Great article, Tory Green, thanks for sharing! Is this a correct summarization of your argument?:
1) Complex systems exponentially generate further complexity as they grow, creating significant risks and opportunities?
2) IoT is rapidly increasing the complexity of the internet and digital systems
3) Blockchain, a software technology for decentralized, trust-less coordination, could be deployed across this network of devices.
4) We have no idea what this will look like in the future, but you suggest that it’s going to disrupt today’s big tech power silos while generating quadrillions of dollars of value.
I’m a crypto skeptic who’s holding on to a few bitcoins in hopes that BTC will, at some point, become relevant as a credible store of value/transaction medium outside the community of crypto nerds and Coinbase Pro speculators. My experiences interacting with Venezuelan developers who earned BTC while living in Caracas convinced me that there’s a possible future there. Beyond that, though, I’ve struggled to see where the wave of industry disruption is going to come from. Two reasons for this:
- Although the diffusion of IoT devices does indeed create a lot of nodes in the digital network, there is massive disparity between nodes in terms of how useful they are for distributed combination. Block chain mining is incredibly resource intensive, and a lot of these devices are just going to lack the bandwidth/processing power to meaningfully contribute to a distributed computation network while faithfully executing their main function (e.g. making sure your hot espresso is ready at 7.30am).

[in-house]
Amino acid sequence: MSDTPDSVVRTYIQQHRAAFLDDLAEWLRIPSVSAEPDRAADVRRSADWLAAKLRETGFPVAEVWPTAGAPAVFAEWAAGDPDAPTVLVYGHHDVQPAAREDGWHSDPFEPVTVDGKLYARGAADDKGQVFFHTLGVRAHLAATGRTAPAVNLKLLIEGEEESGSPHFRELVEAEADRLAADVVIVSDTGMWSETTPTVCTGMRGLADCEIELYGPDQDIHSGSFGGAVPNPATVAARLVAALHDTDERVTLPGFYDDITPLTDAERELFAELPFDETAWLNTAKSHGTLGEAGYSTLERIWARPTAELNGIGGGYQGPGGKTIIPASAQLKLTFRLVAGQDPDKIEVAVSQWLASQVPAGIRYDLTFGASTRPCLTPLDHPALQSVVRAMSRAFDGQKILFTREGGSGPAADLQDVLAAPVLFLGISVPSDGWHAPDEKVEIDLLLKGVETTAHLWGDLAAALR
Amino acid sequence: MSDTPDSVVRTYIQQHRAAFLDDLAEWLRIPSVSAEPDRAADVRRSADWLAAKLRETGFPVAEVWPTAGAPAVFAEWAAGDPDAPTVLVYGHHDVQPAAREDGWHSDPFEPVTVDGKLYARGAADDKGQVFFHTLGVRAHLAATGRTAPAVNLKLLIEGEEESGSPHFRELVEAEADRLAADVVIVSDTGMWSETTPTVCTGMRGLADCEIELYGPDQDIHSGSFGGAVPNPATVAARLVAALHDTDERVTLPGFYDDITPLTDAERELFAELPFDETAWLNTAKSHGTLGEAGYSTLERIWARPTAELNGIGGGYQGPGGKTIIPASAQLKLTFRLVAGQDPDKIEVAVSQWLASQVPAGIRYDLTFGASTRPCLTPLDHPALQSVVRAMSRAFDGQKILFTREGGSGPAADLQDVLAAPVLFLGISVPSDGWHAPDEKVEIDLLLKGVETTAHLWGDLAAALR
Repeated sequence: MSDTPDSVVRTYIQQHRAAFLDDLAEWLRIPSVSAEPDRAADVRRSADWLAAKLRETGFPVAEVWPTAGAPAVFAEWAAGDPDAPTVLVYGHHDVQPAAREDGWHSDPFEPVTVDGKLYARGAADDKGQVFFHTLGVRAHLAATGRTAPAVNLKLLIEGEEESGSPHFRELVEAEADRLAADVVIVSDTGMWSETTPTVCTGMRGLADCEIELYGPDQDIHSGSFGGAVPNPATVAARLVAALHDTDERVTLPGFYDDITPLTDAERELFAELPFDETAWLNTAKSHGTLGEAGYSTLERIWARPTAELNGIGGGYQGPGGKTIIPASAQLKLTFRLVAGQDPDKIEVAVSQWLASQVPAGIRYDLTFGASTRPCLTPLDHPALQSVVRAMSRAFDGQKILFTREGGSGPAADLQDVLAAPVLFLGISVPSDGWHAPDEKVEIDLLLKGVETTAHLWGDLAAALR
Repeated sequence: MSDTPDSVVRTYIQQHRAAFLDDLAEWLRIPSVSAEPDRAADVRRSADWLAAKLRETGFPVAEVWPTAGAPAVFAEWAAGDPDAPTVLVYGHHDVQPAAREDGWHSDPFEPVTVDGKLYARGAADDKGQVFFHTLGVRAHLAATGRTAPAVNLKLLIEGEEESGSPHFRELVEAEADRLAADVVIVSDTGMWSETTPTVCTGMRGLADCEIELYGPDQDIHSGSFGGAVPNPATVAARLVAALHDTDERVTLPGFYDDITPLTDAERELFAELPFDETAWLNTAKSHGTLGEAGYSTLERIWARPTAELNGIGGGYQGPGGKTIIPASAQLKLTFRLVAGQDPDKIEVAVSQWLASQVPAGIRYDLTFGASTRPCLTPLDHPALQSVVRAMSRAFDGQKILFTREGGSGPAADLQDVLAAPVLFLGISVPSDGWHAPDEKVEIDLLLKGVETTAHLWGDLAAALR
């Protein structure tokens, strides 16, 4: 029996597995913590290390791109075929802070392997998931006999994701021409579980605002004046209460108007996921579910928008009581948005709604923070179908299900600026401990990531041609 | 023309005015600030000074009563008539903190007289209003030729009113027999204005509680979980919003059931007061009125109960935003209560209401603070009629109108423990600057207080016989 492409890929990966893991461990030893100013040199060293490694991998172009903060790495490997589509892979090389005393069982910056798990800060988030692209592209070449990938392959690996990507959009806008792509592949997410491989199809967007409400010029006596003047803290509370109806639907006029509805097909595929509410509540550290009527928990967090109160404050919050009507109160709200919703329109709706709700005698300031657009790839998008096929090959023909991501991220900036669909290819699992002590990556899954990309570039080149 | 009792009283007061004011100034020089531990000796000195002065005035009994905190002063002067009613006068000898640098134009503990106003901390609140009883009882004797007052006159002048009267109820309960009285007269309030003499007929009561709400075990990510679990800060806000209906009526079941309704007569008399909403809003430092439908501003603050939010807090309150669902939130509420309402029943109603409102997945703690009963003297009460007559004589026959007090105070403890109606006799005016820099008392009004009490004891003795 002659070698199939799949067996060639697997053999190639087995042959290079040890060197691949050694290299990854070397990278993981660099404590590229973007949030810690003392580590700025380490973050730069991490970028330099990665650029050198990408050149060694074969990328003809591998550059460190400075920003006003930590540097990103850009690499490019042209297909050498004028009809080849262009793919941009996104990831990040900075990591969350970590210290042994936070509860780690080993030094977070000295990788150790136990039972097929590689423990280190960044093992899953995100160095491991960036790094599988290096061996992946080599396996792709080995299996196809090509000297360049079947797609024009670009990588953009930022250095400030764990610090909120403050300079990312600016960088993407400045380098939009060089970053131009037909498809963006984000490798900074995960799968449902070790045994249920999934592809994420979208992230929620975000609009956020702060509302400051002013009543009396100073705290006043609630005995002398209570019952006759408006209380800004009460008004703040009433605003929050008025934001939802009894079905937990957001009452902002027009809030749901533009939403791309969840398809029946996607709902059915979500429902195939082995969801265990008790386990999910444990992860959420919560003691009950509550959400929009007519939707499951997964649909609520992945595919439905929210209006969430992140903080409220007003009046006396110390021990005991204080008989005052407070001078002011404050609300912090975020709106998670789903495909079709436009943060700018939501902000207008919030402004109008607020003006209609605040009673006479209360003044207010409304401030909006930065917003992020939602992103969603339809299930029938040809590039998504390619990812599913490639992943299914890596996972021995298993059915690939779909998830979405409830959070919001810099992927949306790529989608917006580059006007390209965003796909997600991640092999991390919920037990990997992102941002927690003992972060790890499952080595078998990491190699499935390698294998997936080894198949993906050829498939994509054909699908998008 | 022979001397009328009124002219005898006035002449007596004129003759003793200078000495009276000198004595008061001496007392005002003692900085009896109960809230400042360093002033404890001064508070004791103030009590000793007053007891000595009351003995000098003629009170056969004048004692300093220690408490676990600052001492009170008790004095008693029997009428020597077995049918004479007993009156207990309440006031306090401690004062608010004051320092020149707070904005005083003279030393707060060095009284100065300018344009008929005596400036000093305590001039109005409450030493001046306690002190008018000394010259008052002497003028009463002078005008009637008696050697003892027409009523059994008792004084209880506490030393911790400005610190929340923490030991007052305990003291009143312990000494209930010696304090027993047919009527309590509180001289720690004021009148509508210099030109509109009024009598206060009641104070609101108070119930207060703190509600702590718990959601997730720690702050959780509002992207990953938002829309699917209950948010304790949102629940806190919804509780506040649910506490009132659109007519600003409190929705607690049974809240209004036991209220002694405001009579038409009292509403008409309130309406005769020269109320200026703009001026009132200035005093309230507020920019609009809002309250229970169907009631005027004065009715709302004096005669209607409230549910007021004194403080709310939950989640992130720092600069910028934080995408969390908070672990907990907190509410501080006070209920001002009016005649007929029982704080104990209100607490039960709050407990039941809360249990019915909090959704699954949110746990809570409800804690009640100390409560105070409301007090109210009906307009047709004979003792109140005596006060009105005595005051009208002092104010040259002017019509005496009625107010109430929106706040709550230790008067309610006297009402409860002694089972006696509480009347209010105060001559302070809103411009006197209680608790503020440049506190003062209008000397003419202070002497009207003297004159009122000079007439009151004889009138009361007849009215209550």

- For the past 200 years or so innovation in industry has been the result of private innovators chasing returns and, to a lesser but extremely important extent, governments sponsoring advances in technology that the private sector wasn’t going to for a variety or reasons. In both situations, the party that is taking the risk expects to capture the value. The challenge with blockchain-based business models is that, precisely because they are distributed and open-sourced, tend to pass surplus to the miners and end users, rather than to the originator of the service or product. While I’ve found crypto to be enormously intellectually appealing, it’s unclear to me what this new class of entrepreneur is going to look like. To date, the vast majority of real money in the system has come from VCs and speculators.
Just my two cents. Would love to hear your thoughts!